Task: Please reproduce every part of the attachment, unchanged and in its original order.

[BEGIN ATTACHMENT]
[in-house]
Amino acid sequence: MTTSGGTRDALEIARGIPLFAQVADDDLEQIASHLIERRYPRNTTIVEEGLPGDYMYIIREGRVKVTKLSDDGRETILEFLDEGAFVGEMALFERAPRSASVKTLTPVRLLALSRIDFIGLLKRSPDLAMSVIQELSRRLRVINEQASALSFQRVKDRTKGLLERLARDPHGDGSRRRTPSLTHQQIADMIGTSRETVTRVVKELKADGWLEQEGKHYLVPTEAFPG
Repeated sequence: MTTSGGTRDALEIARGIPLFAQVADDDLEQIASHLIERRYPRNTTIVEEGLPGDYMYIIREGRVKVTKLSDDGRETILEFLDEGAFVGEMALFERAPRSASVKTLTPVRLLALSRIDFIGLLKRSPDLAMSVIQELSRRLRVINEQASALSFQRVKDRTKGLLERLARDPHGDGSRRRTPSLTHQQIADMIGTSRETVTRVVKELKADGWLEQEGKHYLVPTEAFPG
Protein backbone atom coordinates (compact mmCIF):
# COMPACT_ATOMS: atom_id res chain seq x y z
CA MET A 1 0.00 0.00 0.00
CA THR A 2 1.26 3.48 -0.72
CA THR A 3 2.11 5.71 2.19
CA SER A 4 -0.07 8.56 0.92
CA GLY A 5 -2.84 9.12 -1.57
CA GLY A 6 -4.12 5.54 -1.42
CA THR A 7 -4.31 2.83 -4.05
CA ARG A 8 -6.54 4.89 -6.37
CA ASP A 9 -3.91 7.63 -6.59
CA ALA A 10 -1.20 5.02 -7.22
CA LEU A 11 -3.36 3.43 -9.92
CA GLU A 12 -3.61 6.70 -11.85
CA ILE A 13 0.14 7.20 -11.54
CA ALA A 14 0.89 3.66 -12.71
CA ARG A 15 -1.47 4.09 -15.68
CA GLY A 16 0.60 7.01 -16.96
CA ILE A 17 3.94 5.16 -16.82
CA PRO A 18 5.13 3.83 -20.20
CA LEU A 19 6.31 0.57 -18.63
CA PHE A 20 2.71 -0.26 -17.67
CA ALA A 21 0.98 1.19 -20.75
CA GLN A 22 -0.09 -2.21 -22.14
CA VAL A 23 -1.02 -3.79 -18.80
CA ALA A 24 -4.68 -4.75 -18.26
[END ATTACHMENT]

[in-house]
Amino acid sequence: MTTSGGTRDALEIARGIPLFAQVADDDLEQIASHLIERRYPRNTTIVEEGLPGDYMYIIREGRVKVTKLSDDGRETILEFLDEGAFVGEMALFERAPRSASVKTLTPVRLLALSRIDFIGLLKRSPDLAMSVIQELSRRLRVINEQASALSFQRVKDRTKGLLERLARDPHGDGSRRRTPSLTHQQIADMIGTSRETVTRVVKELKADGWLEQEGKHYLVPTEAFPG
Repeated sequence: MTTSGGTRDALEIARGIPLFAQVADDDLEQIASHLIERRYPRNTTIVEEGLPGDYMYIIREGRVKVTKLSDDGRETILEFLDEGAFVGEMALFERAPRSASVKTLTPVRLLALSRIDFIGLLKRSPDLAMSVIQELSRRLRVINEQASALSFQRVKDRTKGLLERLARDPHGDGSRRRTPSLTHQQIADMIGTSRETVTRVVKELKADGWLEQEGKHYLVPTEAFPG
Protein backbone atom coordinates (compact mmCIF):
# COMPACT_ATOMS: atom_id res chain seq x y z
CA MET A 1 0.00 0.00 0.00
CA THR A 2 1.26 3.48 -0.72
CA THR A 3 2.11 5.71 2.19
CA SER A 4 -0.07 8.56 0.92
CA GLY A 5 -2.84 9.12 -1.57
CA GLY A 6 -4.12 5.54 -1.42
CA THR A 7 -4.31 2.83 -4.05
CA ARG A 8 -6.54 4.89 -6.37
CA ASP A 9 -3.91 7.63 -6.59
CA ALA A 10 -1.20 5.02 -7.22
CA LEU A 11 -3.36 3.43 -9.92
CA GLU A 12 -3.61 6.70 -11.85
CA ILE A 13 0.14 7.20 -11.54
CA ALA A 14 0.89 3.66 -12.71
CA ARG A 15 -1.47 4.09 -15.68
CA GLY A 16 0.60 7.01 -16.96
CA ILE A 17 3.94 5.16 -16.82
CA PRO A 18 5.13 3.83 -20.20
CA LEU A 19 6.31 0.57 -18.63
CA PHE A 20 2.71 -0.26 -17.67
CA ALA A 21 0.98 1.19 -20.75
CA GLN A 22 -0.09 -2.21 -22.14
CA VAL A 23 -1.02 -3.79 -18.80
CA ALA A 24 -4.68 -4.75 -18.26